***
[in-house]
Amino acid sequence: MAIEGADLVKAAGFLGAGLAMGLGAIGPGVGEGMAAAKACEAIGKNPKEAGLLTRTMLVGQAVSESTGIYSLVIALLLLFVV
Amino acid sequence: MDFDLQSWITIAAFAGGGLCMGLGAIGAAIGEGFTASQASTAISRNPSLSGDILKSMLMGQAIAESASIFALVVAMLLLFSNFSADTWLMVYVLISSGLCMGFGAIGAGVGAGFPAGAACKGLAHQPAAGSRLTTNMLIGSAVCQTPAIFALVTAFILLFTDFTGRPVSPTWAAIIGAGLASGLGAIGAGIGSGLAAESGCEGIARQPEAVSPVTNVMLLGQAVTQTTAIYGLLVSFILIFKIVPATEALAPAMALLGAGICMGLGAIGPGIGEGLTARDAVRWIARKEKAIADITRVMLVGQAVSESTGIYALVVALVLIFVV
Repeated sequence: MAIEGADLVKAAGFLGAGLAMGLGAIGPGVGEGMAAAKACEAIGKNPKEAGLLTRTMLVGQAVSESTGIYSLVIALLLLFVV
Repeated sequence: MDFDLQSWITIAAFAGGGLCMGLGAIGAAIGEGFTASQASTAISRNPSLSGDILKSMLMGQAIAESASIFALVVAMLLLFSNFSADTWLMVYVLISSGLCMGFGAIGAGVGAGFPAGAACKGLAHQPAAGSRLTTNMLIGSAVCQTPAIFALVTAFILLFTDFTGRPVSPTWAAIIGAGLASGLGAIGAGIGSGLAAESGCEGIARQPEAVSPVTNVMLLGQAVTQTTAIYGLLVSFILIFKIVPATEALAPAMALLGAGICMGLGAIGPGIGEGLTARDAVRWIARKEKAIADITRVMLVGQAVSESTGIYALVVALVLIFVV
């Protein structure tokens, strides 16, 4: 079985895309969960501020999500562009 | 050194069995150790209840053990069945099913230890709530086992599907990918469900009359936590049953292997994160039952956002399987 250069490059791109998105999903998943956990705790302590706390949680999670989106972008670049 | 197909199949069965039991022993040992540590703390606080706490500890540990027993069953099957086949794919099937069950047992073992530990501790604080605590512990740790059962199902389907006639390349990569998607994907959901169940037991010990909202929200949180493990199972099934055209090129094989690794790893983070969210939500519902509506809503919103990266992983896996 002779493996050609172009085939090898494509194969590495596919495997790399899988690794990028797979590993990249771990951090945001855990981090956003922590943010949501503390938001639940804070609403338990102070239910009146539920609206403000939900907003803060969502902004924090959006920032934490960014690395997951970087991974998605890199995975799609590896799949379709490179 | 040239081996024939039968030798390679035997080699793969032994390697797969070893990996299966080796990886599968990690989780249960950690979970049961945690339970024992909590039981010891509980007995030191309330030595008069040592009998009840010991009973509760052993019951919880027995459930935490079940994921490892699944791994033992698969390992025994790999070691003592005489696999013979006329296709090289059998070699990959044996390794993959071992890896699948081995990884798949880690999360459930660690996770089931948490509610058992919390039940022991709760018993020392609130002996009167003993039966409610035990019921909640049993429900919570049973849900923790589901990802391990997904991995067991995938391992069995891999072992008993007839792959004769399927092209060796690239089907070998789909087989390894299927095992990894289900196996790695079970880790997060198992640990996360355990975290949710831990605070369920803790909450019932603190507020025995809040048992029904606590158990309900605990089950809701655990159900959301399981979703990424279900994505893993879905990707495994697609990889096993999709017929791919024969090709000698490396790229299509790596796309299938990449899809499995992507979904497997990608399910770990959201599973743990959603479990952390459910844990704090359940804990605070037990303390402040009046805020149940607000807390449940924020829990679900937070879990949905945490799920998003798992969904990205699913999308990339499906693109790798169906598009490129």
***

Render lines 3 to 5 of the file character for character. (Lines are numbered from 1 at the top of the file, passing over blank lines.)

Amino acid sequence: MDFDLQSWITIAAFAGGGLCMGLGAIGAAIGEGFTASQASTAISRNPSLSGDILKSMLMGQAIAESASIFALVVAMLLLFSNFSADTWLMVYVLISSGLCMGFGAIGAGVGAGFPAGAACKGLAHQPAAGSRLTTNMLIGSAVCQTPAIFALVTAFILLFTDFTGRPVSPTWAAIIGAGLASGLGAIGAGIGSGLAAESGCEGIARQPEAVSPVTNVMLLGQAVTQTTAIYGLLVSFILIFKIVPATEALAPAMALLGAGICMGLGAIGPGIGEGLTARDAVRWIARKEKAIADITRVMLVGQAVSESTGIYALVVALVLIFVV
Repeated sequence: MAIEGADLVKAAGFLGAGLAMGLGAIGPGVGEGMAAAKACEAIGKNPKEAGLLTRTMLVGQAVSESTGIYSLVIALLLLFVV
Repeated sequence: MDFDLQSWITIAAFAGGGLCMGLGAIGAAIGEGFTASQASTAISRNPSLSGDILKSMLMGQAIAESASIFALVVAMLLLFSNFSADTWLMVYVLISSGLCMGFGAIGAGVGAGFPAGAACKGLAHQPAAGSRLTTNMLIGSAVCQTPAIFALVTAFILLFTDFTGRPVSPTWAAIIGAGLASGLGAIGAGIGSGLAAESGCEGIARQPEAVSPVTNVMLLGQAVTQTTAIYGLLVSFILIFKIVPATEALAPAMALLGAGICMGLGAIGPGIGEGLTARDAVRWIARKEKAIADITRVMLVGQAVSESTGIYALVVALVLIFVV